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Since becoming a mother, Jameshay McConnell has had to turn down jobs, or even quit them, because she couldn’t find affordable and reliable childcare for her 4-year-old son.

It was a conundrum she faced when offered a medical assistant’s job in the fall. Then a friend told her about Beginning Futures Learning Center  just five minutes from McConnell’s home in St. Louis’s Walnut Park neighborhood.

It was affordable with flexible hours. It was also fully accredited. “I was literally calling every day hoping to get him in,” McConnell said.

Photo of Rochelle Bea reading to preschoolers

Executive Director Rochelle Bea reads to preschoolers.

Executive Director Rochelle Bea opened Beginning Futures in 2008 with a start-up grant from the Missouri Department of Elementary and Secondary Education. She chose a building in Walnut Park in response to the need. Transportation challenges and high tuition make pre-K out of reach for many parents in this part of the city.  A report from IFF titled “The First Step to Equity” rated the neighborhood as “lowest access” in terms of the availability of subsidized childcare.

“I wanted to make a positive change,” Bea said.  “A quality childhood center was what was missing.”

A foundation for learning

Photo of girl with alphabet blocks

A preschooler works on early literacy skills.

Beginning Futures is part of the  STL PreK Cooperative, which in two years has expanded access to high-quality pre-K in underserved neighborhoods across the city. The cooperative received seed funding and has ongoing support from the Opportunity Trust, which considers access to quality pre-K a strategy to building a strong foundation for later success in school.

Research shows that the years between birth and kindergarten are critical as children begin to  learn how to socialize with peers and adults, as well as develop cognitive, social and emotional skills that lay a broad foundation for learning.

Once McConnell secured a spot for her son, Josiah, she was anxious about how he’d do. He hadn’t spent much time with other children his age, she said.

Inside Beginning Futures, classroom walls are filled with children’s art and whimsical tree houses that serve as quiet time nooks. Planets hang from the ceiling.

On one particular day, the preschool classrooms were set up to resemble grocery stores. Josiah stood at a table with a friend, cutting out pictures of food from a newspaper adsheet to make his shopping list. In several months time, he’s made friends and developed skills that will prepare him for kindergarten next year.

“He’s advanced a lot,” McConnell said.  “He talks more at home. He’s more active with other kids. He can sometimes tell me what time it is. They’ve got him reading books.”

After a discussion about the food pyramid and different methods of payment, Josiah set out to choose his groceries, count and weigh produce at the register. He used paper money to pay.

A 4-year-old girl working the red plastic register put two of Josiah’s plastic potatoes on the scale, with plastic radishes on the other side.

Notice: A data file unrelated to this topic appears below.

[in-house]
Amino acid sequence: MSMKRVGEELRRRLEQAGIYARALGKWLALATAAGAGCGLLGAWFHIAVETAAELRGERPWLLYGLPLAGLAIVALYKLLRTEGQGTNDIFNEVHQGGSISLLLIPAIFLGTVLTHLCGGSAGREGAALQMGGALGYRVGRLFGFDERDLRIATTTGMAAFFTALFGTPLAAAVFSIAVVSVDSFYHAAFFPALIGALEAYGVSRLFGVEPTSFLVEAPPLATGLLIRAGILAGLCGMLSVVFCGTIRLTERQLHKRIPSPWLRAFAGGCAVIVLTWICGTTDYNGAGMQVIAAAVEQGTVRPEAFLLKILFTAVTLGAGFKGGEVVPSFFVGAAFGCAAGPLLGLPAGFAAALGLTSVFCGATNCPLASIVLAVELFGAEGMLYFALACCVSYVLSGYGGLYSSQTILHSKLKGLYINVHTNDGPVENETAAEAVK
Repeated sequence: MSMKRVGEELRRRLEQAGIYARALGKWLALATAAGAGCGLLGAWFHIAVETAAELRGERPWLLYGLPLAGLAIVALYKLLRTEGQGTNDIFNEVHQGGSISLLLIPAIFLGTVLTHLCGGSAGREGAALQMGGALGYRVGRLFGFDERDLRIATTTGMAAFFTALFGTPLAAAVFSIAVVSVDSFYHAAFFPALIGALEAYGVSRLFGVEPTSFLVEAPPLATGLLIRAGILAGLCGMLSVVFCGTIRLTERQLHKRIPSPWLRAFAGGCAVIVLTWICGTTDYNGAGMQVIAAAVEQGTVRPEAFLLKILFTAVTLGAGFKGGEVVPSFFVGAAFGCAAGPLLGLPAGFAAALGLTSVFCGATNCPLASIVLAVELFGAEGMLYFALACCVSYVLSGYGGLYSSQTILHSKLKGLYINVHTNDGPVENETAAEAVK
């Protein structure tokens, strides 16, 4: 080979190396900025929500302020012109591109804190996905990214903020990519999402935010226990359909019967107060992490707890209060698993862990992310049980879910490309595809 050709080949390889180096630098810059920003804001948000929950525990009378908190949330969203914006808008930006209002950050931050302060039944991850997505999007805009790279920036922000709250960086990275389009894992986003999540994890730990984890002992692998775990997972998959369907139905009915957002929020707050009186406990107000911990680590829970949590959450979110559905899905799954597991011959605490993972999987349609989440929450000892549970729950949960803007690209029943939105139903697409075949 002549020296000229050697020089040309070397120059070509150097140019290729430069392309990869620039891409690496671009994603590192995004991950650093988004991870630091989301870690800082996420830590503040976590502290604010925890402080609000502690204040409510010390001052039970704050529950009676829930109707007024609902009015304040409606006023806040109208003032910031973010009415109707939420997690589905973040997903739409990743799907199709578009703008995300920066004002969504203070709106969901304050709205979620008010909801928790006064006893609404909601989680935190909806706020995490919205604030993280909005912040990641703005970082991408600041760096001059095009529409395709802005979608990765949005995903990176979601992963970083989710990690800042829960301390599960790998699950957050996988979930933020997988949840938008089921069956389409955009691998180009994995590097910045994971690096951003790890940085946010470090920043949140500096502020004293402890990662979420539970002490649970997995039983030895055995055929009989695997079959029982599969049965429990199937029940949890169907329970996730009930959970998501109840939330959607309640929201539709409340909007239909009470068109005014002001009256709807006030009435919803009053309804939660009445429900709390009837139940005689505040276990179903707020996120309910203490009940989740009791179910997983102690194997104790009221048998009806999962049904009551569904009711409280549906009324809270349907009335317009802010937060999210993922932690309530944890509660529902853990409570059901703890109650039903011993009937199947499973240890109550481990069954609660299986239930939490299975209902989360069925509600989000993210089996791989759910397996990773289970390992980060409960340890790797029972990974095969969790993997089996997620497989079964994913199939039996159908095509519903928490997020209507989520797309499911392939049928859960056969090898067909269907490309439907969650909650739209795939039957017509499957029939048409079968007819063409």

“We’re going to count to see how many radishes will make it equal,” teacher Justice Perkins said, crouching beside them. They counted nine plastic radishes together and watched the scale tip until it became the equal weight.

Meeting a need

Bea’s passion for early childhood education grew from her experience as a mother, trying to navigate St. Louis’s public education system and get support for her daughter. Her background is social work. She grew up in an adjacent neighborhood and understood the potential impact a center could have offering quality childcare and pre-K.

Photo of girl checking heartbeat

A girl checks the heartbeat of a body cutout.

“We’re trying to create a place where children and families feel safe,” she said. “Where they enjoy coming. That they’ll know they’ll get consistency.”

She also wanted it to offer top-notch instruction – the kind that allows children to learn while playing and enter kindergarten fully prepared. With state grants, Bea renovated and expanded the center’s building on Thrush Avenue. Then she set out to ensure that all teaching staff are certified.

Beginning Futures now serves 120 children ages birth to six, as well as elementary school-aged children who need before or after-school care. The Opportunity Trust is providing Bea with financial support – using grants from PNC and the Saigh Foundation – to help with capacity building, which is allowing her to focus on further expansion.

Bea also works with the parents, inspiring them to turn everyday spaces at home into learning spaces, and how to advocate for their children. “This is the start of their educational careers,” she tells them. “You are your child’s biggest advocate.”

McConnell said she had anxiety about leaving her son in someone else’s hands.Those fears quickly disappeared as she watched Josiah develop friendships and learn, and as she spent more time at Beginning Futures.

“He’s excited when I drop him off. He’s excited when I pick him up. I never have to worry if my baby’s ok,” McConnell said. “It’s been the perfect place.”